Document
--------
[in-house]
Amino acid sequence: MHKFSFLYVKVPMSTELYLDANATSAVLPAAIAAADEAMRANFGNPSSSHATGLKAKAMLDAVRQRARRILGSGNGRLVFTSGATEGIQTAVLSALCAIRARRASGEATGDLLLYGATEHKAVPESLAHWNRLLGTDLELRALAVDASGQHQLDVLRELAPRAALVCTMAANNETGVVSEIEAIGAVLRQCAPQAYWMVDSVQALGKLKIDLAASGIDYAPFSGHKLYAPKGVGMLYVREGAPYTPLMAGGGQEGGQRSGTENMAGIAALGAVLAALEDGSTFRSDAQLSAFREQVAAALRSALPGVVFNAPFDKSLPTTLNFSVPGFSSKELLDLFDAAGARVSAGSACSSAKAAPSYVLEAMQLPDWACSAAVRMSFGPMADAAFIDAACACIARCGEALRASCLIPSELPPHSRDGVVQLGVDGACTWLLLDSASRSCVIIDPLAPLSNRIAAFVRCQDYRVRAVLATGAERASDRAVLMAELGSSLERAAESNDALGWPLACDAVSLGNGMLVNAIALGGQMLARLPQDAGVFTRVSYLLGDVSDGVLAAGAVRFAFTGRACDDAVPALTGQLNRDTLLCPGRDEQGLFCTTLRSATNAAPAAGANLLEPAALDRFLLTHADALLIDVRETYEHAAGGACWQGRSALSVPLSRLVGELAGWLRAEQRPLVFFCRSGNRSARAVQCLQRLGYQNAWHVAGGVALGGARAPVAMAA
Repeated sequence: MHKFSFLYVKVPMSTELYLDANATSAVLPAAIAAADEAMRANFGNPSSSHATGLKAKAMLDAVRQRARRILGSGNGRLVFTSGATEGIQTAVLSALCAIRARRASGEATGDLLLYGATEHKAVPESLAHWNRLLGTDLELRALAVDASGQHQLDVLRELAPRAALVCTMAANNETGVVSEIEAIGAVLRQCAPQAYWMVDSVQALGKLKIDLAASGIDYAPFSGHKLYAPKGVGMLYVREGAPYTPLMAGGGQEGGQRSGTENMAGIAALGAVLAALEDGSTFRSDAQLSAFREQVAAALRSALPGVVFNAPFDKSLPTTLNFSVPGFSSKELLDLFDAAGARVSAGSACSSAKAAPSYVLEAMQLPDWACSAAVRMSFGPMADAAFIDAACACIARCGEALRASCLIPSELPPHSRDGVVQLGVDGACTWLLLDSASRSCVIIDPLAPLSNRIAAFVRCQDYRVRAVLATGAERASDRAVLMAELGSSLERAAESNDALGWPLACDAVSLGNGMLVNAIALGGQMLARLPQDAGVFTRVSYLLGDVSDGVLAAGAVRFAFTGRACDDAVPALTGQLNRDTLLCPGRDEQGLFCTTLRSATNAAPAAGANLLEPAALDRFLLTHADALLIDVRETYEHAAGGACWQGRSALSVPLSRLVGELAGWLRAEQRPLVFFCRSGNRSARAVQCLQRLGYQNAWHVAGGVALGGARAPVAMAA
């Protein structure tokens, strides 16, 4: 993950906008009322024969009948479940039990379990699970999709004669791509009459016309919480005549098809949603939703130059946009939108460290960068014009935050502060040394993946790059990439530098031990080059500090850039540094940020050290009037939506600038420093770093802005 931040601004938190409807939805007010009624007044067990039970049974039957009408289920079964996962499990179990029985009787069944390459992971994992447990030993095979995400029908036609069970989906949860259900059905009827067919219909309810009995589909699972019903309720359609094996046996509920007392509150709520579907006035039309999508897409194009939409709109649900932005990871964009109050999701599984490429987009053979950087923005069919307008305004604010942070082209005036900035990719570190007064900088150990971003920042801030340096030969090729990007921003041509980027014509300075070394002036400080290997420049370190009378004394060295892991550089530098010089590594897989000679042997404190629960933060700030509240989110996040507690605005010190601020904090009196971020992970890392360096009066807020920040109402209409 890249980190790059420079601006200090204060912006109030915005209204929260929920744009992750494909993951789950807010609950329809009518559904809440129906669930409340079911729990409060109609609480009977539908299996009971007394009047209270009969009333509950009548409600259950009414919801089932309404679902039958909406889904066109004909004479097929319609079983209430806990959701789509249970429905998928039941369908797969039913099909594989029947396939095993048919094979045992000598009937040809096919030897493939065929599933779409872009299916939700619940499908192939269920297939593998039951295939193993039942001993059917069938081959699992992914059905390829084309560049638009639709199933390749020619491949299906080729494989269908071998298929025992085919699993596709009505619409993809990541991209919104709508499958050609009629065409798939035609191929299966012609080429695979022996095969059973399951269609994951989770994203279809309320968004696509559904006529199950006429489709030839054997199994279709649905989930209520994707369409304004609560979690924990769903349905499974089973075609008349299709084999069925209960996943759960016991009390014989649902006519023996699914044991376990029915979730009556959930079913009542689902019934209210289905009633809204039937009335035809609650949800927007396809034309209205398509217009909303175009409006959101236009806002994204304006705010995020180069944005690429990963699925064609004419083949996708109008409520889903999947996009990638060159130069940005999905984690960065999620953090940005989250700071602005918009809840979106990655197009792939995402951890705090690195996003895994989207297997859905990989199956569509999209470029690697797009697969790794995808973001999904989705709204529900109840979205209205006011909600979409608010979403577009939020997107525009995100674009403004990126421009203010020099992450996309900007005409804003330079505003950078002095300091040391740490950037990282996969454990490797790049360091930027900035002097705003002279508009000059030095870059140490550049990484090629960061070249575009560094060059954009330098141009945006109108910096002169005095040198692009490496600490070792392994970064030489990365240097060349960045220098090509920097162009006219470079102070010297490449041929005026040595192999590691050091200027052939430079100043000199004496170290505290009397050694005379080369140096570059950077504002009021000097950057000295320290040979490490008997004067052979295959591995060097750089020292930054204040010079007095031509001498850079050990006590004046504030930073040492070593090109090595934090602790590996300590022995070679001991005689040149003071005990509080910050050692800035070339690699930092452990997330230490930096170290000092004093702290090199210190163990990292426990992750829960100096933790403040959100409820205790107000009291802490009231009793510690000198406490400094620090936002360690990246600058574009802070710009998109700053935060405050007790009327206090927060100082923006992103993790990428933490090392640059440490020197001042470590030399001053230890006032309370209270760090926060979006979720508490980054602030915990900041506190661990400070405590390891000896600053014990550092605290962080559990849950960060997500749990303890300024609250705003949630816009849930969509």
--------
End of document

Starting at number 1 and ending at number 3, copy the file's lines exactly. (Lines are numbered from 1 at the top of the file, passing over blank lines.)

[in-house]
Amino acid sequence: MHKFSFLYVKVPMSTELYLDANATSAVLPAAIAAADEAMRANFGNPSSSHATGLKAKAMLDAVRQRARRILGSGNGRLVFTSGATEGIQTAVLSALCAIRARRASGEATGDLLLYGATEHKAVPESLAHWNRLLGTDLELRALAVDASGQHQLDVLRELAPRAALVCTMAANNETGVVSEIEAIGAVLRQCAPQAYWMVDSVQALGKLKIDLAASGIDYAPFSGHKLYAPKGVGMLYVREGAPYTPLMAGGGQEGGQRSGTENMAGIAALGAVLAALEDGSTFRSDAQLSAFREQVAAALRSALPGVVFNAPFDKSLPTTLNFSVPGFSSKELLDLFDAAGARVSAGSACSSAKAAPSYVLEAMQLPDWACSAAVRMSFGPMADAAFIDAACACIARCGEALRASCLIPSELPPHSRDGVVQLGVDGACTWLLLDSASRSCVIIDPLAPLSNRIAAFVRCQDYRVRAVLATGAERASDRAVLMAELGSSLERAAESNDALGWPLACDAVSLGNGMLVNAIALGGQMLARLPQDAGVFTRVSYLLGDVSDGVLAAGAVRFAFTGRACDDAVPALTGQLNRDTLLCPGRDEQGLFCTTLRSATNAAPAAGANLLEPAALDRFLLTHADALLIDVRETYEHAAGGACWQGRSALSVPLSRLVGELAGWLRAEQRPLVFFCRSGNRSARAVQCLQRLGYQNAWHVAGGVALGGARAPVAMAA
Repeated sequence: MHKFSFLYVKVPMSTELYLDANATSAVLPAAIAAADEAMRANFGNPSSSHATGLKAKAMLDAVRQRARRILGSGNGRLVFTSGATEGIQTAVLSALCAIRARRASGEATGDLLLYGATEHKAVPESLAHWNRLLGTDLELRALAVDASGQHQLDVLRELAPRAALVCTMAANNETGVVSEIEAIGAVLRQCAPQAYWMVDSVQALGKLKIDLAASGIDYAPFSGHKLYAPKGVGMLYVREGAPYTPLMAGGGQEGGQRSGTENMAGIAALGAVLAALEDGSTFRSDAQLSAFREQVAAALRSALPGVVFNAPFDKSLPTTLNFSVPGFSSKELLDLFDAAGARVSAGSACSSAKAAPSYVLEAMQLPDWACSAAVRMSFGPMADAAFIDAACACIARCGEALRASCLIPSELPPHSRDGVVQLGVDGACTWLLLDSASRSCVIIDPLAPLSNRIAAFVRCQDYRVRAVLATGAERASDRAVLMAELGSSLERAAESNDALGWPLACDAVSLGNGMLVNAIALGGQMLARLPQDAGVFTRVSYLLGDVSDGVLAAGAVRFAFTGRACDDAVPALTGQLNRDTLLCPGRDEQGLFCTTLRSATNAAPAAGANLLEPAALDRFLLTHADALLIDVRETYEHAAGGACWQGRSALSVPLSRLVGELAGWLRAEQRPLVFFCRSGNRSARAVQCLQRLGYQNAWHVAGGVALGGARAPVAMAA